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Providing excellent customer service keeps excellent customers

Tuesday, December 22, 2015 - 09:00
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A short time ago, I received a call from a telemarketer wishing to speak to the owner about a new product they were offering. I know telemarketers have a job to do and it’s a tough job that is met with disdain from 99 percent of their potential clientele.

That particular day, I had about enough of the telemarketers and the robot callers and explained that the owner had died while on a mission trip to the jungles of Burma fighting pestilence. The telemarketer then replied, “I’m sorry to hear that! Is there anyone else I can talk to about a lucrative new product we are offering?” 

After I hung up the phone in a Yosemite Sam fashion, I took a minute to say a silent prayer for the heartless hustler: “Lord, I know that telemarketers and green flies are necessary, but it seems to me green flies perform a much more important function, so, in Your divine wisdom, could you please turn all telemarketers into green flies. Amen.”

Getting the sale is important to anyone wishing to remain in business, but at what price? If you say “at all cost” the price is too much. I’m about to tell you why being a good service advisor or counterman will reap benefits that you never even thought possible.

In my business, I pride myself on providing excellent customer support, service and advice. I insist that everyone who works for me does the same. By doing so, our customers know what to expect and my employees know what’s expected of them. That being said, what happens when I’m not around to make sure the team is performing to standards I’ve set forth that customers have come to expect?

This just happened. I suddenly became very ill. Telemarketers didn’t care that I could neither work nor barely function.

To say that I micro-manage is an understatement, so on top of being sick, I was also suffering from anxiety and believe it or not, guilt. I was physically and mentally ill. Who in the heck feels guilty about missing work?  In a word, “me.” I felt such a responsibility to my employees, my wife and my customers that I was overcome with guilt regarding my inability to provide instant advice and support. I feared that anything less would result in a loss of revenue and potentially customers. I fully expected everything to stop or at the very least crawl as I recovered from my pestilence.

My employees stepped up, my customers understood the situation, and much to my chagrin, business continued. In light of this revelation, I understood the rationale of the telemarketer, even though I was insulted by the heartless retort, that business will indeed continue with or without me.

Since I have an alpha-omega complex and obsessive-compulsive disorder genetics, it’s hard for me to just let things happen. But happen they did, and my staff performed very well in spite of my concern. So, I began to dwell on things as I sometimes (always) do, and came to a few conclusions:

1. Long-time customers who have received outstanding personal service will readily recognize things that are askew and adjust accordingly.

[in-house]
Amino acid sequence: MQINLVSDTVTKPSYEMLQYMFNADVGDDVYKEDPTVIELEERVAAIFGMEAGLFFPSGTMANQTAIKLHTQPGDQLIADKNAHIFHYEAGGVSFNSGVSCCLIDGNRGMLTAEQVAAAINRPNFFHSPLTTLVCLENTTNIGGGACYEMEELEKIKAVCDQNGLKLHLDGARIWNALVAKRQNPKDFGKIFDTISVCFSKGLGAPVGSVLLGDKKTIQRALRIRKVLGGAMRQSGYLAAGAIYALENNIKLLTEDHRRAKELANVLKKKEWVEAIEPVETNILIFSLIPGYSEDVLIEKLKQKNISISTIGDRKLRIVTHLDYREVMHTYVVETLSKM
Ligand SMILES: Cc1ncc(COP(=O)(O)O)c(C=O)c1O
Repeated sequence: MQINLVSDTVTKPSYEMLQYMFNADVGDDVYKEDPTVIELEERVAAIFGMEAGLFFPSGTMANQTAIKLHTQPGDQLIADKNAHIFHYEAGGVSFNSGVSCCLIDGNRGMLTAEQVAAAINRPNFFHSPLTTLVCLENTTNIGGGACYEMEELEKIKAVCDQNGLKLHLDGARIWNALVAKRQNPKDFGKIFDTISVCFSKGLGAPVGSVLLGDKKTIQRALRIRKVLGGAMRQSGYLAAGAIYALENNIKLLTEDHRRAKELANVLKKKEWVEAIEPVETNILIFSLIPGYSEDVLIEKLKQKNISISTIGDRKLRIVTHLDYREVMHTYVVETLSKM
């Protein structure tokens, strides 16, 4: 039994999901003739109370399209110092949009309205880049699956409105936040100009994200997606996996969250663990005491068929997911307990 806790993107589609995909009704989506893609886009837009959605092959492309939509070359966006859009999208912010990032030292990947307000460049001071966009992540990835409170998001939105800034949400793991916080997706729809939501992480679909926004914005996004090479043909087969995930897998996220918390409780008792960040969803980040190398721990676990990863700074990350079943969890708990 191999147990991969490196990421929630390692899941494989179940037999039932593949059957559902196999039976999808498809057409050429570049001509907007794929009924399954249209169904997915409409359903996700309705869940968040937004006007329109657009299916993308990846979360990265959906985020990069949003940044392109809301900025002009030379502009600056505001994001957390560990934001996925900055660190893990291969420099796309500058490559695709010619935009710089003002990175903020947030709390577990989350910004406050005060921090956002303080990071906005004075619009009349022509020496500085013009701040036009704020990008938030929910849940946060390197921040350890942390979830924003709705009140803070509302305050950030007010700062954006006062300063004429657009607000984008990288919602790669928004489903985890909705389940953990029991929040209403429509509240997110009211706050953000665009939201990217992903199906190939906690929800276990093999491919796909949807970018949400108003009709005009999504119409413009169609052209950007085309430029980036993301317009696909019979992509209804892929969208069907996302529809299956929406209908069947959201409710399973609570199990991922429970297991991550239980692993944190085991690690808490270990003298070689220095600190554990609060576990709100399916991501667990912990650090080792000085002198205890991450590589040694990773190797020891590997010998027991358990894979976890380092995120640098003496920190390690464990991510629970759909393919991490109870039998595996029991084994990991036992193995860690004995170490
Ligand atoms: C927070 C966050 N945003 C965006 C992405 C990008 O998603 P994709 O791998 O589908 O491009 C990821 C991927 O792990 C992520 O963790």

2. Sometimes, customers are just fixated on dealing with the same person. It’s not a matter of confidence, it’s a matter of habit.

3. My employees in my absence will truly be able to run things very close to my liking. They might put their own flair on things, but the core will remain the same.

4. There is more than one way to skin a cat. Easy PETA, we don’t actually skin cats. Rather, a different approach in regards to problem solving. My way is not the best way; possibly, it’s just my way.

5. New customers will be just as happy as our old customers because more people than me possess the skill set required to do this job. Besides, I trained them all.

In my absence, during the same period in comparison to last year, they made more money without me. Being sick sucks. Owning an independent jobber store and service center amplifies things to vortex proportions of suckability. We feel uniquely alone but are not alone in our uniqueness. Providing top-notch customer service, support and advice is indeed a learned art of salesmanship. If that level of performance occurs during every sale or service transaction, your employees will learn a great deal by way of simple osmosis. They can’t help themselves but to learn something.

The cold truth that the telemarketer very coarsely pointed out, ever how insulting, is an actuality. Business goes on, and life continues whether you’re at work, on vacation, or hospitalized. If your employees are trained properly, don’t underestimate their ability. I’ve often told my folks, “Don’t worry too much about making a decision that I’d agree with 100 percent, moreover, it’s much more important to just make a decision.”

So due to my enlightened understanding of the sales cycle, paralleled with the cycle of life, green flies and telemarketers actually appear to have equal purpose, and my apologies to all telemarketers and green flies. I don’t know which I’ve insulted the most. I’m now sure in my absence, my employees have received enough training to deal with the likes of both of you.

I’m back to work now, thank goodness, and have a newfound respect for my employees. Not because they couldn’t do it without me, my respect stems from their ability to keep a tight lip during the times that I would not let them do it with me. The next time I need a break, I won’t wait until I get sick to get a few days off. You shouldn’t either if your employees have been well trained.

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